Upon their arrival, the spies took refuge inside Weber’s fiancé’s home where Wynberg set up his radio to communicate with American officers in Bari. Through the help of Weber’s sister who was a nurse, Frederick acquired and donned a German officer’s uniform. He tied a bandage around his head and spent several days in the hospital visiting with other convalescing soldiers. One of those he talked to provided him with details about Hitler’s private underground bunker. After passing on this information, he moved into the officers’ quarters where he inquired about activities along the Italian border, especially the transport of troops and armaments through the mountains. Before he could pass on any of this information, however, he needed to know the exact timetable for the trains. He decided to pay a visit to the railroad depot. Wearing his officer’s uniform, he demanded to know what was going on. The officer in charge told Frederick that even though American planes had destroyed the bridges, German engineers had constructed movable bridges to allow shipments to resume. Then Frederick was told that twenty-six trains loaded with ammunition were being sent to the border that night. He dashed back to the team’s safe house and told Wynberg to pass on everything to their superiors in Bari. As soon as the information was transcribed, American bombers took off and successfully destroyed all twenty-six trains. His superiors expressed their delight with his reports, but they told him he had one more job to perform.
From Bari, Frederick’s OSS superiors asked him to survey how much air power Germany had in and around Innsbruck. Deciding a civilian persona was more appropriate, Frederick told the aircraft factory manager he was a French electrician fleeing from advancing Soviet soldiers. The manager gave him work in the secret jet engine factory, but before he could complete his evaluation, Gestapo agents, tipped off he was a spy, seized him and dragged him off to jail. For the next three days Frederick was hung upside down and beaten, even loosing some teeth from a haymaker punch. He stuck with the cover story of being a French electrician as long as he could, but he finally admitted to being an American spy, though he insisted he was working alone. He refused to give up Wynberg and Weber, who had evaded capture. As Mayer was being tortured, fellow agent and prisoner Hermann Matull observed his courage and developed a daring new strategy. Matull told the Gestapo the man they were torturing was a “big shot,” and this claim persuaded the guards to bring Mayer before Franz Hofer, the region’s leading Nazi. Frederick was astonished, however, when he was treated extremely well rather than interrogated. Hofer had decided Germany’s defeat was inevitable but had planned to tell his troops to fight to the death. Then Hofer told Frederick something even more incredible. He would be willing to surrender — but to the Americans, not the Soviets. He wanted this sergeant to be his emissary to the advancing U.S. Seventh Army. Hofer then basically placed himself under arrest and effectively surrendered his forces and the city to Mayer. On May 3, 1945 Frederick met with American officers from the 103rd Infantry Division and escorted them into Hofer’s office. There he had the honor of watching the commander of Germany’s Alpine fortress formally surrender. This Jewish sergeant had single-handedly ended the fighting in the entire region. After the war he returned to the U.S. and, like most servicemen, settled back into a normal life. He made his home in West Virginia where he lives to this day.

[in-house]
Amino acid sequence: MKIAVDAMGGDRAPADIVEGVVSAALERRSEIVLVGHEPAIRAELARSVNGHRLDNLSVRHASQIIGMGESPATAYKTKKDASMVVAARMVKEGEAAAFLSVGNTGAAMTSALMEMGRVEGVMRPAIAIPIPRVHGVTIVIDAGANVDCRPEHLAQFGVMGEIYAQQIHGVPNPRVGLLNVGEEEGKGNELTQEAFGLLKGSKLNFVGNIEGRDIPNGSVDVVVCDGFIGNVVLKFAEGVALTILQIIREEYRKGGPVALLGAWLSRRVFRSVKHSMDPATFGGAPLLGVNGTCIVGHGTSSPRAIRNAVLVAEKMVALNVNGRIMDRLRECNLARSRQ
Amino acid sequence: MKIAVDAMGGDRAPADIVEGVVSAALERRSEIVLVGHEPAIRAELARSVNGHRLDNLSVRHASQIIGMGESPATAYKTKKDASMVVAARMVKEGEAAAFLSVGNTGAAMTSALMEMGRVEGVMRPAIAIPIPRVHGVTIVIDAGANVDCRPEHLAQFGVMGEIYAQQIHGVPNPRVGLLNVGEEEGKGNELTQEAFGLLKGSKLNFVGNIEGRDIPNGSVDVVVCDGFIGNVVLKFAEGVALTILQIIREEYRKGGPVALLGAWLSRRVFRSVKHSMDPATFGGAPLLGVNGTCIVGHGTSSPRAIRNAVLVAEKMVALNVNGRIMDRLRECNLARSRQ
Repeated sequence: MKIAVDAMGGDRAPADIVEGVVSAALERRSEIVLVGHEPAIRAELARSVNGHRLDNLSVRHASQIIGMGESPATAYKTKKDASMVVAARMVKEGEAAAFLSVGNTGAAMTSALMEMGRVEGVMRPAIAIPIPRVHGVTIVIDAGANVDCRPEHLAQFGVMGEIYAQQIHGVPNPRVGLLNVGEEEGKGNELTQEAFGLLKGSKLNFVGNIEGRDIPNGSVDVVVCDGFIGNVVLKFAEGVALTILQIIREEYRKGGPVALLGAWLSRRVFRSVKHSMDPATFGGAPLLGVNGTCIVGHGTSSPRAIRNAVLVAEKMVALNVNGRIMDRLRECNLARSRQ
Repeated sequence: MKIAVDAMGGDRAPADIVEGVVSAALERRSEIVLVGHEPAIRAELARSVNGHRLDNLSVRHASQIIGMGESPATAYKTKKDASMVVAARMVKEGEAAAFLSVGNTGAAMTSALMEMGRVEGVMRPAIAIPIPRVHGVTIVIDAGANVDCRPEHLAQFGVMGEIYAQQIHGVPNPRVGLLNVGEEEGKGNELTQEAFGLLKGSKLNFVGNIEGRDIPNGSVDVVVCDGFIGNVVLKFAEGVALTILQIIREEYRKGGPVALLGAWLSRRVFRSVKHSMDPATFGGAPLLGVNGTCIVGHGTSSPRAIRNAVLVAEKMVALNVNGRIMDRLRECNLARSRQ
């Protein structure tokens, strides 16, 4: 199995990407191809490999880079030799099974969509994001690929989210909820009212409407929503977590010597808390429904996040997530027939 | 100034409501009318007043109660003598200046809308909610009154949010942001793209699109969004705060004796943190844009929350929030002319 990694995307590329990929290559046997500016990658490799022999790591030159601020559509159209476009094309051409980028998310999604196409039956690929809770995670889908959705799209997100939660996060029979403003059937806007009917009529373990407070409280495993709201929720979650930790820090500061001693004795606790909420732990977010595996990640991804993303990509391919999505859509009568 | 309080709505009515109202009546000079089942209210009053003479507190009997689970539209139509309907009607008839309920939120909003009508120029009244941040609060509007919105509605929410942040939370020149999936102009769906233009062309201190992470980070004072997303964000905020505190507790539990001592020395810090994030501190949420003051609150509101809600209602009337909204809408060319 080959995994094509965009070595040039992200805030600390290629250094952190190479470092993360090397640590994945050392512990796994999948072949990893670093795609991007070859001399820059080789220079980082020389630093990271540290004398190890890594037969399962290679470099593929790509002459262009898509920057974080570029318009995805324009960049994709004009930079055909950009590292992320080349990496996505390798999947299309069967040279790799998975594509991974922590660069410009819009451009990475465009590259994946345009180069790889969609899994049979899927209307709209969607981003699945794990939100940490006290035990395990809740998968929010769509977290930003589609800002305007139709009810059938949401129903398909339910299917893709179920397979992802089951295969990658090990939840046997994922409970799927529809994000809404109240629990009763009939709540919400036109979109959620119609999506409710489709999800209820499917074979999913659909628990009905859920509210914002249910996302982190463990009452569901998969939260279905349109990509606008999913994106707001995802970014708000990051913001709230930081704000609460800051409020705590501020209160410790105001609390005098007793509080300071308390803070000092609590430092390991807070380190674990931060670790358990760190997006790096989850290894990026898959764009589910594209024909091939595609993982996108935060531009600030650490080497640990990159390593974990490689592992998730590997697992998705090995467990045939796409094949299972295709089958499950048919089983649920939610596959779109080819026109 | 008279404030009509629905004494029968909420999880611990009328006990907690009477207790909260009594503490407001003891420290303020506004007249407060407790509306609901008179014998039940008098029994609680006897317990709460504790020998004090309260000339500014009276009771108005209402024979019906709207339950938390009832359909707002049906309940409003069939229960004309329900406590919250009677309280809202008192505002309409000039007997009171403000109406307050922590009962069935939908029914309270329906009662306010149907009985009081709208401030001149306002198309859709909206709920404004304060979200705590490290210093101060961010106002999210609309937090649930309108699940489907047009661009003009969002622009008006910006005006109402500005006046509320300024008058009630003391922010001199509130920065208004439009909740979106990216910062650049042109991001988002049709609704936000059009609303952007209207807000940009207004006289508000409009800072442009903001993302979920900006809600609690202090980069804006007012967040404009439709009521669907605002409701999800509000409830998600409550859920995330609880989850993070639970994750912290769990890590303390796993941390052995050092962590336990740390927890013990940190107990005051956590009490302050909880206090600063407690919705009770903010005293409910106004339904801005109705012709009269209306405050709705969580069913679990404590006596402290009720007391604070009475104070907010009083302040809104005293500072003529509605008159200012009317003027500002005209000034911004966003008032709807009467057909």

It is sometimes amazing what one man can do. Frederick Mayer, tired of being abused because of his Jewish heritage, began the war as a private, intent on doing his part to end the slaughter of his people and other innocents by the brutal Nazi regime. He ended up playing a crucial role not only in crippling the German war machine in his area of operation but also in bringing about the surrender of the entire German Army in that region. The number of lives saved by this one man is inestimable. That same concept guides the U.S. intelligence community up to this very day — that one person, committed to faithful service to their country, can make a difference in protecting countless American lives and in preserving our way of life.